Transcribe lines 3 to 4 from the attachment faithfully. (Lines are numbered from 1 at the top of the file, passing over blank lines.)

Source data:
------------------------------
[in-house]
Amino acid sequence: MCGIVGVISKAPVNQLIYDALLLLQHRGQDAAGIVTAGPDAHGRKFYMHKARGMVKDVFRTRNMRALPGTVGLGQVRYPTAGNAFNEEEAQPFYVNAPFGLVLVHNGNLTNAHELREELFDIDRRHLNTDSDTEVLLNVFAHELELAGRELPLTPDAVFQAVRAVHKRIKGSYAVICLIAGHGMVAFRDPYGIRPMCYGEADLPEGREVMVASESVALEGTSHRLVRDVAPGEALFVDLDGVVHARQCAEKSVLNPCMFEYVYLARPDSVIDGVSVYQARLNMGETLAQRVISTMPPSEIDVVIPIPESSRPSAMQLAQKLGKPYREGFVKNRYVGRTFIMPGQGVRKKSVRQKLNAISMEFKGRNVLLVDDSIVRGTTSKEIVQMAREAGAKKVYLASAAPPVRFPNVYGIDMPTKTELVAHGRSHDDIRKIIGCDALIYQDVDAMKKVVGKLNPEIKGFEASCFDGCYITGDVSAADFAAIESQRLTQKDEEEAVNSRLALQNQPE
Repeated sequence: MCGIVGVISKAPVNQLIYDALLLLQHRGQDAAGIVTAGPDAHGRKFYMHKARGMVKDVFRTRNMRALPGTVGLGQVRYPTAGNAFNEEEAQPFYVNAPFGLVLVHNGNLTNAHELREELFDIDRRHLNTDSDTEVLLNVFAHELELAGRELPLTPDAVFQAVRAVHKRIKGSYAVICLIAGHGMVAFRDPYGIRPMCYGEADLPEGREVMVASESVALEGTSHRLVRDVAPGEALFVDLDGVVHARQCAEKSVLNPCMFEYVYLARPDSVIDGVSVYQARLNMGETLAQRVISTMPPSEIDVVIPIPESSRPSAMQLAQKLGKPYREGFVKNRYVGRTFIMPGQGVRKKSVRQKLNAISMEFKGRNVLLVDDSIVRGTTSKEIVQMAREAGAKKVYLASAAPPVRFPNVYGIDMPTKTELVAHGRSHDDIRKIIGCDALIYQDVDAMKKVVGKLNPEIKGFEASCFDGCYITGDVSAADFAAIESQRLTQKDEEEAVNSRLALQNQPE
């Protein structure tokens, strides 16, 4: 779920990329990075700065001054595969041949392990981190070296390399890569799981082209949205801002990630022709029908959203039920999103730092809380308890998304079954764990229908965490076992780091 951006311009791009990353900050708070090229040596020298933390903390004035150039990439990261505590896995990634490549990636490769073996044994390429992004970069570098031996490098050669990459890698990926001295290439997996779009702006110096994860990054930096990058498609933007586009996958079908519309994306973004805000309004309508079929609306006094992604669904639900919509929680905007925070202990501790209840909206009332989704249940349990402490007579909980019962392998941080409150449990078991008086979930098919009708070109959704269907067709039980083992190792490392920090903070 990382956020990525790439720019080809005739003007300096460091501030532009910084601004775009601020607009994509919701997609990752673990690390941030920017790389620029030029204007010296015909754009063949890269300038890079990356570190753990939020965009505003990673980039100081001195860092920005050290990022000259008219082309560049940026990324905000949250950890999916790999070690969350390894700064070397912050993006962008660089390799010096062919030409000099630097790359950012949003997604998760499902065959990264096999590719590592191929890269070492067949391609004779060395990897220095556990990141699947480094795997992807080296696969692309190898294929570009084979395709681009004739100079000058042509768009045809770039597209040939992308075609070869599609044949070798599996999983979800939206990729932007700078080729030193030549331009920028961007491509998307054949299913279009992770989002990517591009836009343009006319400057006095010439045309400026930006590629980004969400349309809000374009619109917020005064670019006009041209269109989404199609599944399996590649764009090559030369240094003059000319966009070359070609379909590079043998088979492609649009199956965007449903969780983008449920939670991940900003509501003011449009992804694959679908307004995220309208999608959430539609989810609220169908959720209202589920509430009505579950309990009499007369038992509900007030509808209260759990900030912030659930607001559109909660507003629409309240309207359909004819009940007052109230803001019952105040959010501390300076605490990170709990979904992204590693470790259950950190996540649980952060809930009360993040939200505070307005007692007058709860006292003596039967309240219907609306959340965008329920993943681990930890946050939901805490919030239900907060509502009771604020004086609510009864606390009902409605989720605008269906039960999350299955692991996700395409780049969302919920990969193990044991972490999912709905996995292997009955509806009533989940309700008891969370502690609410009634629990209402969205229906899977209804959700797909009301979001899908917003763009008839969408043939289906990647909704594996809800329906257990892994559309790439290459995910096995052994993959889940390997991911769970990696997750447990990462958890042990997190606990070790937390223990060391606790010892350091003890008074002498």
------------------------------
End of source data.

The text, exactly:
Repeated sequence: MCGIVGVISKAPVNQLIYDALLLLQHRGQDAAGIVTAGPDAHGRKFYMHKARGMVKDVFRTRNMRALPGTVGLGQVRYPTAGNAFNEEEAQPFYVNAPFGLVLVHNGNLTNAHELREELFDIDRRHLNTDSDTEVLLNVFAHELELAGRELPLTPDAVFQAVRAVHKRIKGSYAVICLIAGHGMVAFRDPYGIRPMCYGEADLPEGREVMVASESVALEGTSHRLVRDVAPGEALFVDLDGVVHARQCAEKSVLNPCMFEYVYLARPDSVIDGVSVYQARLNMGETLAQRVISTMPPSEIDVVIPIPESSRPSAMQLAQKLGKPYREGFVKNRYVGRTFIMPGQGVRKKSVRQKLNAISMEFKGRNVLLVDDSIVRGTTSKEIVQMAREAGAKKVYLASAAPPVRFPNVYGIDMPTKTELVAHGRSHDDIRKIIGCDALIYQDVDAMKKVVGKLNPEIKGFEASCFDGCYITGDVSAADFAAIESQRLTQKDEEEAVNSRLALQNQPE
């Protein structure tokens, strides 16, 4: 779920990329990075700065001054595969041949392990981190070296390399890569799981082209949205801002990630022709029908959203039920999103730092809380308890998304079954764990229908965490076992780091 951006311009791009990353900050708070090229040596020298933390903390004035150039990439990261505590896995990634490549990636490769073996044994390429992004970069570098031996490098050669990459890698990926001295290439997996779009702006110096994860990054930096990058498609933007586009996958079908519309994306973004805000309004309508079929609306006094992604669904639900919509929680905007925070202990501790209840909206009332989704249940349990402490007579909980019962392998941080409150449990078991008086979930098919009708070109959704269907067709039980083992190792490392920090903070 990382956020990525790439720019080809005739003007300096460091501030532009910084601004775009601020607009994509919701997609990752673990690390941030920017790389620029030029204007010296015909754009063949890269300038890079990356570190753990939020965009505003990673980039100081001195860092920005050290990022000259008219082309560049940026990324905000949250950890999916790999070690969350390894700064070397912050993006962008660089390799010096062919030409000099630097790359950012949003997604998760499902065959990264096999590719590592191929890269070492067949391609004779060395990897220095556990990141699947480094795997992807080296696969692309190898294929570009084979395709681009004739100079000058042509768009045809770039597209040939992308075609070869599609044949070798599996999983979800939206990729932007700078080729030193030549331009920028961007491509998307054949299913279009992770989002990517591009836009343009006319400057006095010439045309400026930006590629980004969400349309809000374009619109917020005064670019006009041209269109989404199609599944399996590649764009090559030369240094003059000319966009070359070609379909590079043998088979492609649009199956965007449903969780983008449920939670991940900003509501003011449009992804694959679908307004995220309208999608959430539609989810609220169908959720209202589920509430009505579950309990009499007369038992509900007030509808209260759990900030912030659930607001559109909660507003629409309240309207359909004819009940007052109230803001019952105040959010501390300076605490990170709990979904992204590693470790259950950190996540649980952060809930009360993040939200505070307005007692007058709860006292003596039967309240219907609306959340965008329920993943681990930890946050939901805490919030239900907060509502009771604020004086609510009864606390009902409605989720605008269906039960999350299955692991996700395409780049969302919920990969193990044991972490999912709905996995292997009955509806009533989940309700008891969370502690609410009634629990209402969205229906899977209804959700797909009301979001899908917003763009008839969408043939289906990647909704594996809800329906257990892994559309790439290459995910096995052994993959889940390997991911769970990696997750447990990462958890042990997190606990070790937390223990060391606790010892350091003890008074002498």